The logical conclusion is that the global epidemic of obesity and diabetes over the past 30 years is related to diets containing too much carbohydrate and too little fat and protein.25 , 27 , 28 But this possibility is of insufficient interest to be taught in medical schools. Instead the US Dietary Guidelines stress the need to increase the intake of ‘healthy’ carbohydrate and avoid ‘artery-clogging saturated fats’.27
I concluded that the cause of the global epidemic of obesity and diabetes is simple3 – both conditions occur in those who are genetically carbohydrate-resistant but who persist in eating the high-carbohydrate diet according to the US Dietary Guidelines. This interpretation is not novel – it was the standard teaching in most medical schools in Europe29 and North America, but disappeared when the fallacious diet/heart hypothesis took hold in the 1970s.25 , 28
But if obesity and diabetes are due to the overconsumption specifically of carbohydrates in those who are carbohydrate-resistant,3 , 16 , 25 , 28 , 29 then their prevention and cure require only that those who are the most severely affected eat a high-fat and -protein diet to which carbohydrates contribute less than 60 g per day.16 Yet as long as these conditions present massive commercial opportunities to the pharmaceutical and food industries, there will be no appetite for such a simple solution. Our sole recourse is to change the behaviours of those at risk, one meal at a time.
The evidence is tenuous for the related diet/heart hypothesis, which holds that a diet full of ‘artery-clogging saturated fat’ causes an elevation of blood lipid concentrations, thus promoting coronary atherosclerosis and ultimately heart attack.25 , 30 I argue that the evidence is essentially non-existent.30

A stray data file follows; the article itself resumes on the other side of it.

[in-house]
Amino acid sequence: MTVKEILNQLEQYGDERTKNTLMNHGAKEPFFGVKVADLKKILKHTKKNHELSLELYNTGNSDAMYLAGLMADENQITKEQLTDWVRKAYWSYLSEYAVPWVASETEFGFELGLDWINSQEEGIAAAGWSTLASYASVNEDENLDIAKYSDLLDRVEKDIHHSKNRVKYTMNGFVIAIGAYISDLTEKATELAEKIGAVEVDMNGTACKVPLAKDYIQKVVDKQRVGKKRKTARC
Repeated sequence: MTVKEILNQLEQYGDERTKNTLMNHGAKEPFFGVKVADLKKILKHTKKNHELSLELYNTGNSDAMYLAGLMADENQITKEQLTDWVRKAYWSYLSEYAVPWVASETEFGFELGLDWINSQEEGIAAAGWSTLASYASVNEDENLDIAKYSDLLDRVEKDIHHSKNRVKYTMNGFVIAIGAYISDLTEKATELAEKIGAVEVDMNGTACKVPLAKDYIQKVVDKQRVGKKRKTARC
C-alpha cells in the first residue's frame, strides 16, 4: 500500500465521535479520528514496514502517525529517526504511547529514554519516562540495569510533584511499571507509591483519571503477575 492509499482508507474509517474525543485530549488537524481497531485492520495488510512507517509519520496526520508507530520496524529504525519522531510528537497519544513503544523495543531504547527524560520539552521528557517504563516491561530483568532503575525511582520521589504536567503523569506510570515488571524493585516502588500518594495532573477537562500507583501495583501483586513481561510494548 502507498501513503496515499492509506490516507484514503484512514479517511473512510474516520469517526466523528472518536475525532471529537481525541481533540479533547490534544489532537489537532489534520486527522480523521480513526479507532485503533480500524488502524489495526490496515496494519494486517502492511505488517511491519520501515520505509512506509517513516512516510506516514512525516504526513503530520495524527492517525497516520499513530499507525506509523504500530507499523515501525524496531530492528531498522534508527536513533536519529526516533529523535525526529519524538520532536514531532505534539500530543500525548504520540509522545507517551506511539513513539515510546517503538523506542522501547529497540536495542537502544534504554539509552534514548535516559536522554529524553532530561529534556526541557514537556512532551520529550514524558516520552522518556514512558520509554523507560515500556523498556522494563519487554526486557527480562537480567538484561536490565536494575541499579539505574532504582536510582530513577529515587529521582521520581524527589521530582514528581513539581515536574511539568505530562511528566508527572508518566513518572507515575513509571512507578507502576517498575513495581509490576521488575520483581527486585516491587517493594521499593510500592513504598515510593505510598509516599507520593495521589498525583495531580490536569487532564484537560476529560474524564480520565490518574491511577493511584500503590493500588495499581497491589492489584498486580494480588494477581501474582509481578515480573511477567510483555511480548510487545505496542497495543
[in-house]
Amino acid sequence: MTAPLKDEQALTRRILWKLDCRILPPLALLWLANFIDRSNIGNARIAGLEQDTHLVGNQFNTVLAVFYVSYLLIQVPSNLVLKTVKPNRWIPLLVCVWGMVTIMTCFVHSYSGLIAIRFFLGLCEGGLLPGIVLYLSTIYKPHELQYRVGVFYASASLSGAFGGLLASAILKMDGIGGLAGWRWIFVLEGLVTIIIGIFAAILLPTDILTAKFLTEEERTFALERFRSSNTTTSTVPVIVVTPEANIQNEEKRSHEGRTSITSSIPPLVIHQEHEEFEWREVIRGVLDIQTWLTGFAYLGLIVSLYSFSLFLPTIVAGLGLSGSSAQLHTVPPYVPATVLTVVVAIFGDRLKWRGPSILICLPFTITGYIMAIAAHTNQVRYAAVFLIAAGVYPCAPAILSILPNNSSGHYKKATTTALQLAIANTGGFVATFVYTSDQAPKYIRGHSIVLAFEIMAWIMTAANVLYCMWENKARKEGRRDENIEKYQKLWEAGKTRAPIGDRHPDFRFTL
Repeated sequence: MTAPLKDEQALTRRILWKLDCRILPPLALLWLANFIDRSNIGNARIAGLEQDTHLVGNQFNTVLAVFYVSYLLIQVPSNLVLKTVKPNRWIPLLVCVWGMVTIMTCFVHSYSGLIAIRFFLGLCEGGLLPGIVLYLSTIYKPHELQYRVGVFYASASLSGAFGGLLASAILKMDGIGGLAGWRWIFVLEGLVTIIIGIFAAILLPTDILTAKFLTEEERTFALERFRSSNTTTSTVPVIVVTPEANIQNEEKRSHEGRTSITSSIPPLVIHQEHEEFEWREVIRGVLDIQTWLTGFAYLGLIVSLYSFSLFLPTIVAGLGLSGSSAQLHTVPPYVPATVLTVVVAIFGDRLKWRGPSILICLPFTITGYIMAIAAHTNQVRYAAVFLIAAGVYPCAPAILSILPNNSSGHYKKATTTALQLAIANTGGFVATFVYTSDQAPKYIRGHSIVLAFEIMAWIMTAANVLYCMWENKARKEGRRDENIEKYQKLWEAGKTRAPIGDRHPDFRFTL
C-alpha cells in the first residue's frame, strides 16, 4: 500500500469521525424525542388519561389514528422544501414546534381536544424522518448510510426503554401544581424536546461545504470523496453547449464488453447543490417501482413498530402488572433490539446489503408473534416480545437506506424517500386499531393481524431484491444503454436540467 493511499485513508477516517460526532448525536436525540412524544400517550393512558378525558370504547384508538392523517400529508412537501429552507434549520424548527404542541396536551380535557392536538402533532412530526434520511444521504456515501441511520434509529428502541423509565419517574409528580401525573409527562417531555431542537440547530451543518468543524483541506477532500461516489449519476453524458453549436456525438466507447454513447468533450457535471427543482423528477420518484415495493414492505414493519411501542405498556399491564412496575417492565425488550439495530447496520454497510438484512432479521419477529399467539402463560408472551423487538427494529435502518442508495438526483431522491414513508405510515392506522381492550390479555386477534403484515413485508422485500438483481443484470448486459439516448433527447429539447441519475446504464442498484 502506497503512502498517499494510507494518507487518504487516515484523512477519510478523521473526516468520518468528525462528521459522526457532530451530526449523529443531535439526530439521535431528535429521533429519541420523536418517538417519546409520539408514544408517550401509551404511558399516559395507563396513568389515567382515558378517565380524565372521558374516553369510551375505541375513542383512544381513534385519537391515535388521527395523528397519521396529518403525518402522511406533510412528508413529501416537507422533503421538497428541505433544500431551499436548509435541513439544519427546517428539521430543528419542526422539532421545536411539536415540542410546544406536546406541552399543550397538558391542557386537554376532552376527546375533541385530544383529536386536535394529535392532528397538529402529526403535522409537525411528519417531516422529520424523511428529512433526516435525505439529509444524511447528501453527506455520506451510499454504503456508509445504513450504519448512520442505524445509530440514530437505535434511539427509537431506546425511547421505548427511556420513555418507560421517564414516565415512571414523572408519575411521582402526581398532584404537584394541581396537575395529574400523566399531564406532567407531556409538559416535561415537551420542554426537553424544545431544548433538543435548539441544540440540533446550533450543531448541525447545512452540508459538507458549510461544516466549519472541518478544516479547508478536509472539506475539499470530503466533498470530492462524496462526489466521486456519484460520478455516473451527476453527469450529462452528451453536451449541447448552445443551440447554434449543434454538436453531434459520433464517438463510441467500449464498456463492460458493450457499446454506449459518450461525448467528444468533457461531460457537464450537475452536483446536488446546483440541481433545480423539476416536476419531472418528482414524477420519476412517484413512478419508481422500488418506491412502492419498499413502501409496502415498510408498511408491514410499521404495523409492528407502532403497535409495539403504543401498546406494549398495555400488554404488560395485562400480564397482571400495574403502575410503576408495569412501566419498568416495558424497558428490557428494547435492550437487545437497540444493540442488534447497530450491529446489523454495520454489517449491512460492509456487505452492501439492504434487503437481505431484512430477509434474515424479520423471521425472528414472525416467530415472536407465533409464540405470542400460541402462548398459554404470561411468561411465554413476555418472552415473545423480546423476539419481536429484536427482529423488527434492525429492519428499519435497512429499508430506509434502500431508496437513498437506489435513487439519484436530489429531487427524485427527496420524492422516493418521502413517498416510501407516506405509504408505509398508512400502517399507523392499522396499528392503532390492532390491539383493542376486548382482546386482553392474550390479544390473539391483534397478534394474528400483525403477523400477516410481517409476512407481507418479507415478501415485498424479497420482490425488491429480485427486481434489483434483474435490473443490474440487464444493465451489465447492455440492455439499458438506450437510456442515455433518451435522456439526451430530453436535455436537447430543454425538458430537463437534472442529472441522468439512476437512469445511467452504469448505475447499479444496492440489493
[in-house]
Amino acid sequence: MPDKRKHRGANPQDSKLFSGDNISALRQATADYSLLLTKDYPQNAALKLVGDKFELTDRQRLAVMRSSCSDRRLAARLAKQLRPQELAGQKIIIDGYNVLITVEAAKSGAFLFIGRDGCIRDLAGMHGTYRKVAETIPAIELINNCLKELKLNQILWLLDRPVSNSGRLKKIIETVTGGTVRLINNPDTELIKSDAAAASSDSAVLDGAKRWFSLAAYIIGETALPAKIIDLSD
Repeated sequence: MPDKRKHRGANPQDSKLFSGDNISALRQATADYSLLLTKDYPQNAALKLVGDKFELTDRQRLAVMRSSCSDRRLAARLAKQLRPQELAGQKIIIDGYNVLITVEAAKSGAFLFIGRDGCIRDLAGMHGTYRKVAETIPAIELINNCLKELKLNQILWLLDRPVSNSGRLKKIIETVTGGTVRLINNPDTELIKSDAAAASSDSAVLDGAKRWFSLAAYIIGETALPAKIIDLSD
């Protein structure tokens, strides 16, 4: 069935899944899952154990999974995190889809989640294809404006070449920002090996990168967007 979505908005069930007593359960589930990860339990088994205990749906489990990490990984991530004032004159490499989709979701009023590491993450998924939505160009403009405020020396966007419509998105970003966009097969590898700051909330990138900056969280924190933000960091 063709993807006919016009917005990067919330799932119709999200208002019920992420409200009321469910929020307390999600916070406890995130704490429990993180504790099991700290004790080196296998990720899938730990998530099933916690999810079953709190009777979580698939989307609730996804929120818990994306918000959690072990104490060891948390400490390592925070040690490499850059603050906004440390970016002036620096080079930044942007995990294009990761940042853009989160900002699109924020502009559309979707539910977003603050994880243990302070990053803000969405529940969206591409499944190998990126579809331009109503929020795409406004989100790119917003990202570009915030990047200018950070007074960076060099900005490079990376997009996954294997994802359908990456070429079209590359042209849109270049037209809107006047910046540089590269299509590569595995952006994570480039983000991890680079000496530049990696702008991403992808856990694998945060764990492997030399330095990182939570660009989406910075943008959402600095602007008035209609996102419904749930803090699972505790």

Opposing this is that coronary heart disease (CHD) is, like obesity and diabetes, an inflammatory disorder caused by abnormal carbohydrate metabolism in those eating a diet low in omega-3 polyunsaturated fats and high in trans fatty acids and omega-6 polyunsaturated fats.31 , 32 This seems logical since diabetes is, next to cigarette consumption, the strongest predictor of CHD risk. A single measure of carbohydrate resistance, blood HbA1c concentration, is also a better predictor of CHD risk33 than conventional blood lipid measurements.30
Independent research shows that blood lipid measurements may be unrelated to CHD risk in men and women34 and that women with serum cholesterol concentrations of 7 mmol/l are the healthiest. The Framingham study, which first established total serum cholesterol concentration as a risk factor for CHD,35 revised their conclusions: ‘After age 50 years there is no increased overall mortality with either high or low serum cholesterol levels’.36 Instead, falling blood cholesterol levels after age 51 were associated with an 11% increase in overall mortality and a 14% increased death rate from heart attack for each 1 mg/dl per year drop in blood cholesterol concentrations. After age 50 years a low cholesterol concentration was associated with a reduced life expectancy. But how can the influence of a risk factor suddenly reverse on turning 50?